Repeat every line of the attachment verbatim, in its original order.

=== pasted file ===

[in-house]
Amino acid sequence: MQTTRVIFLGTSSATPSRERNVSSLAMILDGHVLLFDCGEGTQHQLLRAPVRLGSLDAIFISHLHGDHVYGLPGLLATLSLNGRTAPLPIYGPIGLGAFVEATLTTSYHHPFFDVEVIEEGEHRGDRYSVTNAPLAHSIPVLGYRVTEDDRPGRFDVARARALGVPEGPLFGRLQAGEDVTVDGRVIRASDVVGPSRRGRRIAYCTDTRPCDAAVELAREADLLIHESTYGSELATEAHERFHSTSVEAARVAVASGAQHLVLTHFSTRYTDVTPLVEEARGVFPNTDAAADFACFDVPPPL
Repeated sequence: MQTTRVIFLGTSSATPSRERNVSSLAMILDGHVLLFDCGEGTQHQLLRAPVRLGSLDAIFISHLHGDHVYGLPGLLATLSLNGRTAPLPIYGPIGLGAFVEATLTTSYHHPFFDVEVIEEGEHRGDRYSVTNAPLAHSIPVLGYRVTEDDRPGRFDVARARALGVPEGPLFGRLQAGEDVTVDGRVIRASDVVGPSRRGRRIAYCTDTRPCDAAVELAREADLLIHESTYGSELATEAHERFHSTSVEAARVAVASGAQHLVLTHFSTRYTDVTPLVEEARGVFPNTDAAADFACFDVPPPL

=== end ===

[in-house]
Amino acid sequence: MQTTRVIFLGTSSATPSRERNVSSLAMILDGHVLLFDCGEGTQHQLLRAPVRLGSLDAIFISHLHGDHVYGLPGLLATLSLNGRTAPLPIYGPIGLGAFVEATLTTSYHHPFFDVEVIEEGEHRGDRYSVTNAPLAHSIPVLGYRVTEDDRPGRFDVARARALGVPEGPLFGRLQAGEDVTVDGRVIRASDVVGPSRRGRRIAYCTDTRPCDAAVELAREADLLIHESTYGSELATEAHERFHSTSVEAARVAVASGAQHLVLTHFSTRYTDVTPLVEEARGVFPNTDAAADFACFDVPPPL
Repeated sequence: MQTTRVIFLGTSSATPSRERNVSSLAMILDGHVLLFDCGEGTQHQLLRAPVRLGSLDAIFISHLHGDHVYGLPGLLATLSLNGRTAPLPIYGPIGLGAFVEATLTTSYHHPFFDVEVIEEGEHRGDRYSVTNAPLAHSIPVLGYRVTEDDRPGRFDVARARALGVPEGPLFGRLQAGEDVTVDGRVIRASDVVGPSRRGRRIAYCTDTRPCDAAVELAREADLLIHESTYGSELATEAHERFHSTSVEAARVAVASGAQHLVLTHFSTRYTDVTPLVEEARGVFPNTDAAADFACFDVPPPL